Posts Tagged ‘Minneapolis’

Ranked-Choice Voting

This year (2009) Minneapolis, MN is switched to a new method of voting (for local elections). Ranked-Choice Voting (RCV)  also known as Instant-Runoff Voting (IRV).

The way it works is: (Taken from an article in the Southwest Journal) In single-seat races, RCV relies on a 50 percent-plus-one rule. What that means is a candidate wins when he or she gets 50 percent of votes plus one. If no candidate reaches that off the bat, the runoff process eliminates the lowest vote getter off of every ballot. The ballots that marked that candidate as a first choice then instead have their second choices counted. That process continues until one candidate hits the 50-plus-one mark.  (link for the whole story) http://www.swjournal.com/index.php?publication=southwest&page=152&story=14559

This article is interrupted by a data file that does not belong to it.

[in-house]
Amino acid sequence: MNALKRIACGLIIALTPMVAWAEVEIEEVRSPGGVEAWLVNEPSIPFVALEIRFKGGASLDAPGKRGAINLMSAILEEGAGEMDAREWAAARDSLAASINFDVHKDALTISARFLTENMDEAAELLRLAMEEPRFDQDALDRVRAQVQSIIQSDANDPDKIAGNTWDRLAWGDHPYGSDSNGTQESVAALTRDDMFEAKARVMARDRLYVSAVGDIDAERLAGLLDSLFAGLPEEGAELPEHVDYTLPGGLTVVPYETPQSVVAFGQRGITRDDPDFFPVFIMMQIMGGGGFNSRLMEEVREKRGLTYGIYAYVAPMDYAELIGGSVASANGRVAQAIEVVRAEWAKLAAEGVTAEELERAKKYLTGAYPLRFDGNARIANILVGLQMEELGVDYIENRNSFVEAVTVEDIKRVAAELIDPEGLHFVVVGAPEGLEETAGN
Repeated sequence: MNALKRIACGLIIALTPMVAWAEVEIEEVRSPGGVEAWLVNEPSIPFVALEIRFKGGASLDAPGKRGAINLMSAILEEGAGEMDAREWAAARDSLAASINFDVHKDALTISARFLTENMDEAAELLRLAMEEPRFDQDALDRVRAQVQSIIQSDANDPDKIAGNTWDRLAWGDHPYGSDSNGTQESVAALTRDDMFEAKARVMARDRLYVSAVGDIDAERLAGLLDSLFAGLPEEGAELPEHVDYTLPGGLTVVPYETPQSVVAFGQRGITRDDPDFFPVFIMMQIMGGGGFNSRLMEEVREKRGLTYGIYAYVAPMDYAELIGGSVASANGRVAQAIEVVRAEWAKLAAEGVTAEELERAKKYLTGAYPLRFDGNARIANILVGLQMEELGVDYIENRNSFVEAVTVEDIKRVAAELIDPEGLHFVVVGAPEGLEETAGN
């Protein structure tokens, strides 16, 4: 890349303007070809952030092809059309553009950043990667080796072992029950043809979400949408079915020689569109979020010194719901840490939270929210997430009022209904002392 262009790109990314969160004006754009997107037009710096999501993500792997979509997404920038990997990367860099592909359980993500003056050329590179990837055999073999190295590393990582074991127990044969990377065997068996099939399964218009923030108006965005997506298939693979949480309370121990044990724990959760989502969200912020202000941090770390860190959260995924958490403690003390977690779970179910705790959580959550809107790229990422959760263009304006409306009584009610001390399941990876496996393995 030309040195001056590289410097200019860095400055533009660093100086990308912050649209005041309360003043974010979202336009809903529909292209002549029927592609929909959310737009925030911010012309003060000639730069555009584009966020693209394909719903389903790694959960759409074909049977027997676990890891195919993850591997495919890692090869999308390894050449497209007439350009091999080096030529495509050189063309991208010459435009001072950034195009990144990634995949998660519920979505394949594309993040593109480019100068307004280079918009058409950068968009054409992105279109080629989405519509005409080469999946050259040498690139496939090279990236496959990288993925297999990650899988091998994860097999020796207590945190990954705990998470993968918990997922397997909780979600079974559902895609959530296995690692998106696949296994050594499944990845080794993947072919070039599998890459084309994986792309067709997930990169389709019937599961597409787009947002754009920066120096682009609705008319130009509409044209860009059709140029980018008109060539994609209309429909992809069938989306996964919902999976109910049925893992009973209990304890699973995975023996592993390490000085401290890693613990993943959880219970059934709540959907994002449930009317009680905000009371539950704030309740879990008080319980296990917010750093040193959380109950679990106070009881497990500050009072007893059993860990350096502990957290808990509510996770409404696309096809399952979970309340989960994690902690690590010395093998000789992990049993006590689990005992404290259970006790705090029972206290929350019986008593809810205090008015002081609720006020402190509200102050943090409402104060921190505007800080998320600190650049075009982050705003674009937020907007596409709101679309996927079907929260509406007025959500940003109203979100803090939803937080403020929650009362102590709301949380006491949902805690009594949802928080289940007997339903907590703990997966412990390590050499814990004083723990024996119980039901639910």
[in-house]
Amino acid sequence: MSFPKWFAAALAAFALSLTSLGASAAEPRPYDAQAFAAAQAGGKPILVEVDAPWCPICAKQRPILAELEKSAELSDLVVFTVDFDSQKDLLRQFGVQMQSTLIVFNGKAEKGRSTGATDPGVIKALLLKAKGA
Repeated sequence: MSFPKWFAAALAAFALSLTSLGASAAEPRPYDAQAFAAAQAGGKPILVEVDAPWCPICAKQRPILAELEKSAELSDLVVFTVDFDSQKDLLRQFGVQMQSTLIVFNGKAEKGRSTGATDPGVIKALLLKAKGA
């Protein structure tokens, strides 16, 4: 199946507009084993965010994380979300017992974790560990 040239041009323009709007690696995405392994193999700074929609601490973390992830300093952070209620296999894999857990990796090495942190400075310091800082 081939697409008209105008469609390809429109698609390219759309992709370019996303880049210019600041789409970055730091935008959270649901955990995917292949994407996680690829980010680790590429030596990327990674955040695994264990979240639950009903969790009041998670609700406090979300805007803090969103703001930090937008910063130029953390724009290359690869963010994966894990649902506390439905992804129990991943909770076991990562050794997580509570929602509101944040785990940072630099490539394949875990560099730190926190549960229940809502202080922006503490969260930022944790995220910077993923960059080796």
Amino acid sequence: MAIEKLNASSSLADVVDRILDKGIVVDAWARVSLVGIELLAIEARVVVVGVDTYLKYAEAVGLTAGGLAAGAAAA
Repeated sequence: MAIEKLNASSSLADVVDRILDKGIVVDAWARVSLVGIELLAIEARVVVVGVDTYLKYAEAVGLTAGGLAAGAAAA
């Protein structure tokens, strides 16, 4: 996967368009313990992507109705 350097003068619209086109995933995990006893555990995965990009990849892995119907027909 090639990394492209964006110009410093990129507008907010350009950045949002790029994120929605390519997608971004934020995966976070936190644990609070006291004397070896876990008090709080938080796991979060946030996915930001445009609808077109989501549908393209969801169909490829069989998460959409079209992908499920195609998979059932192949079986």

I really liked the fact that I had more choices but I didn’t like the extra research I had to do to learn about all the different candidates. As an example I’ll use the fact that there were ten challengers to R. T. Rybak (our Mayor).

After going through the process I really hope that RCV becomes the national system of voting.  I for one am tired of the two party system where the two parties spend more time fighting than working.

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Post/Creative Writing Exercise #1

I’ve been putting off writing my “creative writing exercise”. So I thought I would combine it with a post. Every since we drew the words I’ve been coming up with all sorts of ways to use them, but not really all together in a story. I must add that I don’t think Deb is all that thrilled with one of the words on the list that I’ve started to use (explanation later). The list of words that had to be used at least once are: Zyzzyva, Baboon, Beautiful, Vacillate, Foul and Bramble. The best part about this story is that it’s true.

A Trip on the Bus